My last two blogs have been about stereotypes without me even realizing it. When I returned to Japan ten days ago, the customs guy stereotyped me as a drug smuggler since I had been travelling 38 hours, and obviously, to him, looked like a stoned punk rocker. In his mind, a drug smuggler must look something like me. But the more I thought about it, if I were really a drug smuggler, I would dress like a soccer mom. In my next blog, I wrote about my shock and dismay upon discovering that many Japanese don’t wash their bodies and hair before entering the bath or hot springs, which was as shocking to me as discovering the Japanese people don’t eat raw carrots.
But here is my point. My friend told me that most Japanese people don’t wash with soap before entering the bath; while that is true for many Japanese, upon further questioning, I discovered that some do, and some don’t. Some wash their bodies with soap; some wash their hair; some wash both; and some, probably the majority, just rinse off with hot water. Discovering that at least a small portion of the population maintains my standard of bathing cleanliness was comforting. While it is easy to say “all Japanese” do this or that, the fact is, there are few things that all people in a culture will do. There are even some Japanese who hate sushi. While stereotypes may help you to get a basic understanding of a culture, taking it to the extreme and putting someone in a box because of their culture, ethnicity, gender, race, or appearance will lead to profiling, like stopping a university professor at customs on suspicion of drug smuggling.
I remember one time I was watching a Japanese friend in amazement as she deftly ate potato chips with chopsticks. She looked at me and said, “Japanese people eat chips like this.” At which point, her Japanese friends piped in, “No we don’t! Just you do!”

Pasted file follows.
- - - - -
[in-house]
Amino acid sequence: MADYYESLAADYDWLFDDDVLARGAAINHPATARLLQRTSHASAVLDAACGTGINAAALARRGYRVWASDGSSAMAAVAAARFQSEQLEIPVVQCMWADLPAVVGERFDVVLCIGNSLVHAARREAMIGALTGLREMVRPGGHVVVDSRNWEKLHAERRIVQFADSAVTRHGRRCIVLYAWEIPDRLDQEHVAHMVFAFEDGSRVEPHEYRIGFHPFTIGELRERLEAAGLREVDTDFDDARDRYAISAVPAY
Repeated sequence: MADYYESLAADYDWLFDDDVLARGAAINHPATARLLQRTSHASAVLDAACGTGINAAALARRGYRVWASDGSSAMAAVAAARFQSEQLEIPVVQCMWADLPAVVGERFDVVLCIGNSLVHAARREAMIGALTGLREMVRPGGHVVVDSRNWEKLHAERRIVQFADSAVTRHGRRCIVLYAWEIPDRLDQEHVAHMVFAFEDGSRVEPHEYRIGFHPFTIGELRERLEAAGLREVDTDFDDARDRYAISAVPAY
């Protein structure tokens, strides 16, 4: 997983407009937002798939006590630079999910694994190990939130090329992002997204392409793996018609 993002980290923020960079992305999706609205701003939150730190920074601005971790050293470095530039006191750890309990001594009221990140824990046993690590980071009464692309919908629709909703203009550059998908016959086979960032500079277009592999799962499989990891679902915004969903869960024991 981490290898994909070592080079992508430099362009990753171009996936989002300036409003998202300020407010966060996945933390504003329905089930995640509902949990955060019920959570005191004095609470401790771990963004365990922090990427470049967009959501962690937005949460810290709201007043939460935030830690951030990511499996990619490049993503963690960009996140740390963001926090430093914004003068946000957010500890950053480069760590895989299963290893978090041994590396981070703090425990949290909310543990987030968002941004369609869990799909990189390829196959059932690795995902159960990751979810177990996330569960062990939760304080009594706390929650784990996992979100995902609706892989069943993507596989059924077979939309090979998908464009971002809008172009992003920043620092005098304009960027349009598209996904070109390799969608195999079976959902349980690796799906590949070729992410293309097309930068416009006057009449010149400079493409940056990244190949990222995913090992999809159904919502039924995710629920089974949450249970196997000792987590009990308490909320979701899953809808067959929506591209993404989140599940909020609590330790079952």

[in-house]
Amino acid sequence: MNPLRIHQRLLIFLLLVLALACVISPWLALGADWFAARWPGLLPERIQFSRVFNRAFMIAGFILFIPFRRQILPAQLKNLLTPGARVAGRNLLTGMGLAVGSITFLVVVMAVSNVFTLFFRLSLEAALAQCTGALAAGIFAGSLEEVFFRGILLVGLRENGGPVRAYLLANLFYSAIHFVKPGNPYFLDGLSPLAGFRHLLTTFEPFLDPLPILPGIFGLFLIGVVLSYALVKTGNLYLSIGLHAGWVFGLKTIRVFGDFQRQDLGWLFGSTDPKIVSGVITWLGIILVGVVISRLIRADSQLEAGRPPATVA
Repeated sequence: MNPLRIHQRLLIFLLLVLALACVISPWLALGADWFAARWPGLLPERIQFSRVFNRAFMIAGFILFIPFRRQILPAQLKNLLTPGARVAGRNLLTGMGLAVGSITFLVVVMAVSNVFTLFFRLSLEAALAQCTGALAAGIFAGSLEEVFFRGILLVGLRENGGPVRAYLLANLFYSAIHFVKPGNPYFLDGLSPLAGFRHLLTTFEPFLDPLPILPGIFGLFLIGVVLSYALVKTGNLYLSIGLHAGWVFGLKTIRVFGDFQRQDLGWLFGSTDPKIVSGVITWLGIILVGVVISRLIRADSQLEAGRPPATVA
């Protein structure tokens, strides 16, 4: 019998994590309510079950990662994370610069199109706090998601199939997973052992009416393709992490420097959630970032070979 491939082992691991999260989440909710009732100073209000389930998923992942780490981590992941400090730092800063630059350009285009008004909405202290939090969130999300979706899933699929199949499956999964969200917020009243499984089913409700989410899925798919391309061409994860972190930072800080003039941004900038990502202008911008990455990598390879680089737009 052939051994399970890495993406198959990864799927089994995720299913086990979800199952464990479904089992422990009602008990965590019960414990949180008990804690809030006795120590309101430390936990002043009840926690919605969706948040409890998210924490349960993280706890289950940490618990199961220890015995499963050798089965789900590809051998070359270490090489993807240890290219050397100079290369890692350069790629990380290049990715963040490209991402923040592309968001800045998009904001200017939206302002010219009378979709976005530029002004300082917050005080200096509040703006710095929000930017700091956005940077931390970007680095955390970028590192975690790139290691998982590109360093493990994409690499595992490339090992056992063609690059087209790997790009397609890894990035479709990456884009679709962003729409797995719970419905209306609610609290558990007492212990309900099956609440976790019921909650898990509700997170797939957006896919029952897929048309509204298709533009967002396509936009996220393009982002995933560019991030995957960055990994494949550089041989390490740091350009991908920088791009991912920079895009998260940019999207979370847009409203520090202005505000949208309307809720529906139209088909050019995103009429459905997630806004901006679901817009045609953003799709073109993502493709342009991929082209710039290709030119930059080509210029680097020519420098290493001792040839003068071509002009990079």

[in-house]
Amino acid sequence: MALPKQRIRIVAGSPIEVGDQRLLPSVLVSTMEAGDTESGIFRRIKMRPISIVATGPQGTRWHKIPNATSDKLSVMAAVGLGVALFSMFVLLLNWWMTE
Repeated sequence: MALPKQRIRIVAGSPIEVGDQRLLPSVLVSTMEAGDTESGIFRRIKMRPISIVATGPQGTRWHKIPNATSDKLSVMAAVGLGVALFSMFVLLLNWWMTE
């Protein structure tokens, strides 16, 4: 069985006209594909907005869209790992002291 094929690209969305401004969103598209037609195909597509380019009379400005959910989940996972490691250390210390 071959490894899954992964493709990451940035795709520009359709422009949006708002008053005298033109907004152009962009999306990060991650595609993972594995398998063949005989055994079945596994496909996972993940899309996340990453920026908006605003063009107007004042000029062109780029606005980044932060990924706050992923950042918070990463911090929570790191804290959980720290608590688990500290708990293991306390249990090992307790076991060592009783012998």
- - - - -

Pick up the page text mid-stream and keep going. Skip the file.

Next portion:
Most of my students think that Americans own guns (in reality 33%), are friendly (hit or miss), and are fat (ok, well…). While many of these images are from TV and movies, and can give them a general view of the culture, they will be in for a shock when they actually go to McDonalds in America and get ketchup thrown at them like one of my Korean friends did. I have been here so long, I cannot even say with confidence what Americans do or don’t do anymore, and I am not really sure if I am more American or Japanese. For sure, we are very individualistic to the point of selfishness, but we are also the most charitable people in the world, while the group-oriented Japanese have a tendency to be stingy with the charitable giving. And many Americans probably think that those teppanyaki chefs at the Japanese steakhouse serving up teriyaki chicken with yum yum sauce are making authentic Japanese food; others probably think that when the Japanese aren’t eating that, they are eating sushi, which in reality is a splurge for the ordinary Japanese. In fact, most stereotypes about the Japanese are probably not even true. Well, except for the fact that they work too much. But even that is deceiving, as much of the work is actually done after hours at drinking parties, while the hours at the office are spent in inefficiency.
So what is my point? Beware of stereotypes. For while they are not always bad, they can cause you to label a person, judging them not on who they are but on who you think they are. And trust me, that doesn’t feel good at all. So be careful the next time you find yourself saying something like, “All Americans are….” or “Black people….” or “Gays are….” People are individuals and not to be defined by an image, but to be respected as humans. My experience as a suspected drug smuggler, while infuriating, taught me a lot about the danger of assumption. So for that, I am grateful.